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* C21’s book on Debt is finally almost out. My essay draws on the bits of the Polygraph introduction I wrote and is about ecological debt.

* Syllabus minute: I have W.H. Auden envy.

MOOC Completion Rates: The Data.

* How neoliberal universities build their football stadiums.

Some projections showed Athletics might not be able to make payments starting in the 2030s when the debt service balloons. The debt is structured so that for the next 20 years, Cal only needs to make interest payments on the debt. The principal kicks in in the early 2030s, resulting in payments between $24 million and $37 million per year.

Look, if it’s good enough for an idea man who settled out of court on securities fraud, it’s good enough for me.

* Kent State fires adjunct who built their journalism master’s.

* Ian Morris, psychohistorian.

* What If? on The Twitter Archive of Babel. The Twitter Archive of Babel contains the true story of your life, as well as all the stories of all the lives you didn’t lead….

Proud Species Commits Suicide Rather Than Be Driven To Extinction By Humans.

* A People’s History of “Twist and Shout.”

PPP: Russ Feingold Poised For Comeback, Could Top Scott Walker Next Year.

* Michael Chabon: Dreams are useless bodily effluvia. Nicholson Baker: Dreams are all we have.

* You and I are gonna live forever: 72 is the new 30.

* Settling nerd fights of the 1990s today:  Is This the Smoking Gun Proving Deep Space Nine Ripped Off Babylon 5?

* The Star Wars Heresies: Star Wars and William Blake. Tim Morton’s essay in Green Planets has a similar impulse with respect to Avatar.

* And in even more insane mashup news: WWE Keeps Pressure On Glenn Beck.

Friday Night Links, Special ‘Jesus Year’ Edition

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The Rich Are Different from You and Me

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The world’s super-rich have taken advantage of lax tax rules to siphon off at least $21 trillion, and possibly as much as $32tn, from their home countries and hide it abroad – a sum larger than the entire American economy.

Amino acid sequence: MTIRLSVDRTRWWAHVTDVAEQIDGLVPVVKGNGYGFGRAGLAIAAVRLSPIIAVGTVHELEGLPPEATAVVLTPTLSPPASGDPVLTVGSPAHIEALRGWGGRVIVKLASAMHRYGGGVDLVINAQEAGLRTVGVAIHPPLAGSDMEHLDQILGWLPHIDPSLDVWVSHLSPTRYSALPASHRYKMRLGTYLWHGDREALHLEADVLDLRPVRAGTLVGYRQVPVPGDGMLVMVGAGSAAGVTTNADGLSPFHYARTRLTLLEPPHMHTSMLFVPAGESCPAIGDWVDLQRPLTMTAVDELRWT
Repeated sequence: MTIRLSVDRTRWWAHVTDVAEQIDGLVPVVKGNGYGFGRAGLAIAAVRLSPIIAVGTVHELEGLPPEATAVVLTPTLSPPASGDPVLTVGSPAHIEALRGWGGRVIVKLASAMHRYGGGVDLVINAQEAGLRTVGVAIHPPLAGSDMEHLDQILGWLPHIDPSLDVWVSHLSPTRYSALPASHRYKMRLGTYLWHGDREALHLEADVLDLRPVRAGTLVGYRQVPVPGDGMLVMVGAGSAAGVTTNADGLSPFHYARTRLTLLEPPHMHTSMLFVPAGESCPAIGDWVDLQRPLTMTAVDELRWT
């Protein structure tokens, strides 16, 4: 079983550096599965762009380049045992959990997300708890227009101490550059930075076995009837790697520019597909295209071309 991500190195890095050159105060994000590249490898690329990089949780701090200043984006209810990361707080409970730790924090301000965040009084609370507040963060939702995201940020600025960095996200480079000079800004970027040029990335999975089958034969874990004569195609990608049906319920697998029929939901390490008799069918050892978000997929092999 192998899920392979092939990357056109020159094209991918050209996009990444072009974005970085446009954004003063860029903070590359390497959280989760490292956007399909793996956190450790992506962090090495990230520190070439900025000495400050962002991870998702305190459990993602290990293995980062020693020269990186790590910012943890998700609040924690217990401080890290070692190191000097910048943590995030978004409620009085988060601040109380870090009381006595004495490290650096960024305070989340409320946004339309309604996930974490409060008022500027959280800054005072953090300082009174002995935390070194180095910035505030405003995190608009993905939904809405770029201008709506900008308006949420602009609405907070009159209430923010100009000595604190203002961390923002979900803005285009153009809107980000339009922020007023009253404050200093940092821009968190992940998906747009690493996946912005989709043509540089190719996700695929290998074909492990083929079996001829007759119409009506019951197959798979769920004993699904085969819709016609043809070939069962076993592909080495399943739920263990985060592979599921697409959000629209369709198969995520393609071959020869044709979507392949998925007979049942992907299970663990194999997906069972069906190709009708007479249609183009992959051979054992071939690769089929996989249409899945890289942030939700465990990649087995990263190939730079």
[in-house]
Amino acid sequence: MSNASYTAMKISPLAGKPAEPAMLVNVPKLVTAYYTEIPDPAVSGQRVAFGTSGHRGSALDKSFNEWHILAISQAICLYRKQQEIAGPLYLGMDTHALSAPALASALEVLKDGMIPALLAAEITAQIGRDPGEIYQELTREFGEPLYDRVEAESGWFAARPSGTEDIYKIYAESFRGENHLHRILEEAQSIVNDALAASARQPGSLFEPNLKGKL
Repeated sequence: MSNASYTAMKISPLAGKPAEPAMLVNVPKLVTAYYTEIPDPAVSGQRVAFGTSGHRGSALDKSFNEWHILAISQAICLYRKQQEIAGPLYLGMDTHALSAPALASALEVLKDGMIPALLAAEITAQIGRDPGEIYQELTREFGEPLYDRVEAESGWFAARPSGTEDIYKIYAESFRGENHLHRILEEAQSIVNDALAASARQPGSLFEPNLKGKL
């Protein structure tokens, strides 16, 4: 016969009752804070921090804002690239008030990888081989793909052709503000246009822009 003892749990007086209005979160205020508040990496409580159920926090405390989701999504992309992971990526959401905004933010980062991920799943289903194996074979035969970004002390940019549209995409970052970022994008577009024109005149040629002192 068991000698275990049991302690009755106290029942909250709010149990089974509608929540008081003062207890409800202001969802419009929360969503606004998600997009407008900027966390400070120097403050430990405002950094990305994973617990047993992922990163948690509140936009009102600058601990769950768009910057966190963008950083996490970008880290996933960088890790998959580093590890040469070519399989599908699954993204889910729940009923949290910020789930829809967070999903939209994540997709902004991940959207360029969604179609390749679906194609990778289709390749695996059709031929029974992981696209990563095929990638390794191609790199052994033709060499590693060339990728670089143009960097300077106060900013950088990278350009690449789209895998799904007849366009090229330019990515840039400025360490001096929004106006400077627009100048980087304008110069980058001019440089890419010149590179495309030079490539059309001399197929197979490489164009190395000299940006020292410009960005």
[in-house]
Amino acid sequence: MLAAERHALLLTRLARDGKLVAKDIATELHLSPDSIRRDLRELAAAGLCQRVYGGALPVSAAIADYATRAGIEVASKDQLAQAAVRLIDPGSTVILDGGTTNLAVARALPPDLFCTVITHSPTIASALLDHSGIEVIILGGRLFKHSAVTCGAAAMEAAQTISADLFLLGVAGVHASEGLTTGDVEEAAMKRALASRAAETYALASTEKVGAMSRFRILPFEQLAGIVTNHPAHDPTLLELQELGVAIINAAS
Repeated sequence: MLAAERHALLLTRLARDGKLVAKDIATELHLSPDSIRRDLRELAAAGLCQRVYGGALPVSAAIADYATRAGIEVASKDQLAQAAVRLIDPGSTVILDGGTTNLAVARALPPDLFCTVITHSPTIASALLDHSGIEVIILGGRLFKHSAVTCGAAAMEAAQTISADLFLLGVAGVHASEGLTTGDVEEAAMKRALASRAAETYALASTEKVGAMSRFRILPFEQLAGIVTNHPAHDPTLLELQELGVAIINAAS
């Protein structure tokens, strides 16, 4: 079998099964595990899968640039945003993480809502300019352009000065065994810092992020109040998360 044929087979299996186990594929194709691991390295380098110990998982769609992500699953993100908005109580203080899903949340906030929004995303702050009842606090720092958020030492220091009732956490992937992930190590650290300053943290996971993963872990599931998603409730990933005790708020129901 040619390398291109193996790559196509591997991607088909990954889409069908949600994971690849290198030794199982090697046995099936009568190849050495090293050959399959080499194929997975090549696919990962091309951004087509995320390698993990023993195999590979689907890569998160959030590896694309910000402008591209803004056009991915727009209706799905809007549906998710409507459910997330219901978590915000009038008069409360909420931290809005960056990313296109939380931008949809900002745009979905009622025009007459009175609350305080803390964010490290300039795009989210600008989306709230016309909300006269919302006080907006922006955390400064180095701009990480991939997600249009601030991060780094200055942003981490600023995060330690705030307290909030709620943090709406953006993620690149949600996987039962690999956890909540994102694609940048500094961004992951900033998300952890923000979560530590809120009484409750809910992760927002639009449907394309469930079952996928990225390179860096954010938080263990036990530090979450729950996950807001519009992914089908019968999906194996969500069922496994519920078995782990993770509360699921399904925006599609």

Written by gerrycanavan

July 21, 2012 at 6:16 pm

‘The Trick Is to Rob Them in Ways That Are Systematic, Impersonal, and Almost Impossible to Trace to Individual Perpetrators’

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Written by gerrycanavan

May 20, 2012 at 10:42 am

Friday Linkfest

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* The Portal 2s that could have been. I do, I happily admit, want to play all of these.

* Drop everything! My brilliant friend and colleague Melody Jue is now blogging at Philosophy of Water.

* At right is your photo of the day: An aurora over Faskrudsfjordur, Iceland.

* Joss Whedon explains how to write a sequel.

* Steal $80 million in a Ponzi scheme, get 18 months. Steal $4,367 in food stamps, get 3 years.

* “A dozen earthquakes in northeastern Ohio were almost certainly induced by injection of gas-drilling wastewater into the earth,” Ohio oil and gas regulators said today.

* The year without a winter. Things are going to get weirder. But don’t worry: God told James Inhofe global warming is a hoax.

* “I have not heard of another hug”: Janet Bell, Derrick Bell’s widow, speaks out.

* Pat Robertson gets one right: he says we ought to legalize it.

* The Seuss book no one’s bought us (yet): The Seven Lady Godivas: The True Facts Concerning History’s Barest Family.

* Jacob Burak crunches the odds on Russian Roulette. But he’s completely failed to account for the quantum immortality factor.

* Science quantifies the Tina Fey effect.

“When all other variables in the model are held at their mean, those who watched the SNL clip had a 45.4 percent probability of saying that Palin’s nomination made them less likely to vote for McCain,” they write. “This same probability drops to 34 percent among those who saw coverage of the debate through other media. Exposure to the clip had no significant effect on the likelihood of voting for Obama.”

* When Terry Kneiss wins a Showcase Showdown, son, he wins it.

* On chess, gender, and Laszlo Polgar’s Grandmaster Experiment.

* For more than two years, Adrian Schoolcraft secretly recorded every roll call at the 81st Precinct in Brooklyn and captured his superiors urging police officers to do two things in order to manipulate the “stats” that the department is under pressure to produce: Officers were told to arrest people who were doing little more than standing on the street, but they were also encouraged to disregard actual victims of serious crimes who wanted to file reports. I’m shocked, shocked! Followup to this This American Life story.